My poor Minnesota Twins are having a terrible, horrible, no good, very bad season of epic proportion. It famously ain’t over ’til it’s over, but here at the one-third mark, after 54 games, it ain’t lookin’ good.
Put it this way: If the Twins continue to play at the abysmal .296 rate they have for the first two months of the season, they’ll win only 48 games. Which means losing 114! Which beats their previous worst (102 in 1982) by a good long margin.
Suffice to say we Twins fans are all feeling a bit stunned.
In the last quarter of the 19th century — USA-centrically, call it 139 years ago — we began to experience having the sound of strangers’ voices in our lives, even in our homes. Not just voices, but music from concert halls and clubs. And other sounds, too: the clip-clop of horse feet, the slam of a door, a gun-shot. Less than 100 years go, those sounds went electric, and we never looked back.
At the beginning of the 20th century, we started another love affair — this one with moving images on rectangular screens, a dance of light and shadow, windows to imaginary worlds. Or windows to recorded memories or news of distant places. When sound went electric, those moving images took voice and spoke and sang. No one alive in our society today remembers a time when moving images weren’t woven into our lives.
Here, now, into the 21st century, in an age of streaming video and music, from cloud to your pocket device (with its high-resolution display and built-in video camera), I can’t help but be impressed by how far we’ve come.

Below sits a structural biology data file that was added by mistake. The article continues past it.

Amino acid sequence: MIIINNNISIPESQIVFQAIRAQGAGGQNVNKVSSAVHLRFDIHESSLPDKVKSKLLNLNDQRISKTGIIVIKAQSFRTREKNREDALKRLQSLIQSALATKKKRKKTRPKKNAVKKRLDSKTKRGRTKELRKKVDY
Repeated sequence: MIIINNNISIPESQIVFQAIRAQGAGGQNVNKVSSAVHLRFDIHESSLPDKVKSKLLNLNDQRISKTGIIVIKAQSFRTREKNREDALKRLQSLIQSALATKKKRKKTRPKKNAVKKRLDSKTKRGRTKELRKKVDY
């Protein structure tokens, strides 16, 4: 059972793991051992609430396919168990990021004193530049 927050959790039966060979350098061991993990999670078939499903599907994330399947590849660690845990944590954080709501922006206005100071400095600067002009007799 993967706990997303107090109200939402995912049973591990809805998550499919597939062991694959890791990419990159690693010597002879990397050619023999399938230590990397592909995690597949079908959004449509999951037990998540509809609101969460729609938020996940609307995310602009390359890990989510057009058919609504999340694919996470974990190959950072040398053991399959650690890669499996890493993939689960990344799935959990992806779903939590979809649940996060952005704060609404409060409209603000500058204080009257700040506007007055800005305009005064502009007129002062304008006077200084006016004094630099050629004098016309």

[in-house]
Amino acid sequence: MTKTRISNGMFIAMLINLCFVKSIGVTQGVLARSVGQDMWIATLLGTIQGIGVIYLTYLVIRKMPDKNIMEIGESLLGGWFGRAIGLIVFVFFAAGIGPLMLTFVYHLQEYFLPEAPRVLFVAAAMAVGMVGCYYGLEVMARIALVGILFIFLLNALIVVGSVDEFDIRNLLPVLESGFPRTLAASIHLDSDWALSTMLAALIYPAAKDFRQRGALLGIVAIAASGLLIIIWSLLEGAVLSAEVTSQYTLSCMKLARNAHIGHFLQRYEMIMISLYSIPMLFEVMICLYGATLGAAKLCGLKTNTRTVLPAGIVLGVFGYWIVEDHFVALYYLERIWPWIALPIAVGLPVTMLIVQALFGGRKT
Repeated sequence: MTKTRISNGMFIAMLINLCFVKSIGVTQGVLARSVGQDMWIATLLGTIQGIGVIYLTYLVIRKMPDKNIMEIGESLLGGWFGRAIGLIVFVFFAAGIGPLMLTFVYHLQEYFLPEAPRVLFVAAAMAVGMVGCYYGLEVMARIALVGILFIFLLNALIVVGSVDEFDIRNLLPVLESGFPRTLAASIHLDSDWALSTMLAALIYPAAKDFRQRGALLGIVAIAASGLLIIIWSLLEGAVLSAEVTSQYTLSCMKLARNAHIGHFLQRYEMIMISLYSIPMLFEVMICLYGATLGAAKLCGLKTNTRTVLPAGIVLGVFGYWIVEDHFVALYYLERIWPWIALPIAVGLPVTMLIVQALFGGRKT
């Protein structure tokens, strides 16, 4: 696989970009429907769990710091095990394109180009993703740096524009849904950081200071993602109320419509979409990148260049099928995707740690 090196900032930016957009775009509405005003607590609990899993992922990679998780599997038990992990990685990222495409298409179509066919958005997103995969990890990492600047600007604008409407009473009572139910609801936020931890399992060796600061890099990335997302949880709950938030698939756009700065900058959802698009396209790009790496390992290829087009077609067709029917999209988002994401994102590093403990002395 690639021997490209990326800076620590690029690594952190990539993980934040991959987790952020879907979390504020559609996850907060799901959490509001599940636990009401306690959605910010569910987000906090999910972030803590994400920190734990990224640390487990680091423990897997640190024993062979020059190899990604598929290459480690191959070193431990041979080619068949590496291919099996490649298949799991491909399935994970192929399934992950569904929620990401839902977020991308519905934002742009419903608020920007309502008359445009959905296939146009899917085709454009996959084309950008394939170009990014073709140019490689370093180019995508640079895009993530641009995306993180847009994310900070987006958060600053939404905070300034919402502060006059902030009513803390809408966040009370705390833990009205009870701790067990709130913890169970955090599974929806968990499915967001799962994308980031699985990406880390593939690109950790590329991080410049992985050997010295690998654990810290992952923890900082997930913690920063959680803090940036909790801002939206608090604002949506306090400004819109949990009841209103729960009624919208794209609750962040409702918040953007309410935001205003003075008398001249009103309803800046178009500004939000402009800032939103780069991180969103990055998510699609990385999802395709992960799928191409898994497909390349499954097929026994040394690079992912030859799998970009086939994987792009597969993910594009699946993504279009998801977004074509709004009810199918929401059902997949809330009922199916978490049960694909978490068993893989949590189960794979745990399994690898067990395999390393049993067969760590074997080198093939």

A long way, indeed.
I’ll Make Mars Great Again!
In a surprise move today, GOP front-runner The Donald Trump announced his resignation from the presidential race claiming it was all “just a tremendous joke — amazing! I never thought anyone would believe it for a second,… but I pulled it off perfectly, of course.”
Mr. Trump said he would devote his time now to building a Great Wall of Mars, which he said would be “way better than China’s so-called Great Wall; it’ll be tremendous, and it will look amazing!” He claims the Martians will pay for the wall, and that it will make space “great again.”
Two former Republican candidates for the highest office, Marco Rubio and Jeb Bush, told reporters they wished Mr. Trump every success and offered their assistance in hastening his departure for the red planet. Both Floridians said they’d be glad to personally strap him to any of NASA’s larger boosters.
Bernie Sanders receives an endorsement from Finches!
So… The week began with a bomb in Brussels and a baseball game in Cuba. On one side of the Earth, images of terror and oppression; on the other, images of joy and freedom. It forms a literal global Yin-Yang reflecting the best and worst of human goals and actions.
From such high stakes and matters of import, the week quickly descended into the sewer, as the National Embarrassment led the Republican Party to new lows this election cycle.
The First Family planting seeds of democracy.
To those who would disparage President Obama’s comportment (or even just presence) at the historic baseball game in Cuba yesterday, might I suggest there is, perhaps, no greater expression of American freedom, liberty, and values, than the simple joy of a baseball game?
What better way to flip the bird to those who would destroy our way of life than to take a moment to say: Nope, not afraid of you, not gonna let you own this — or any — day!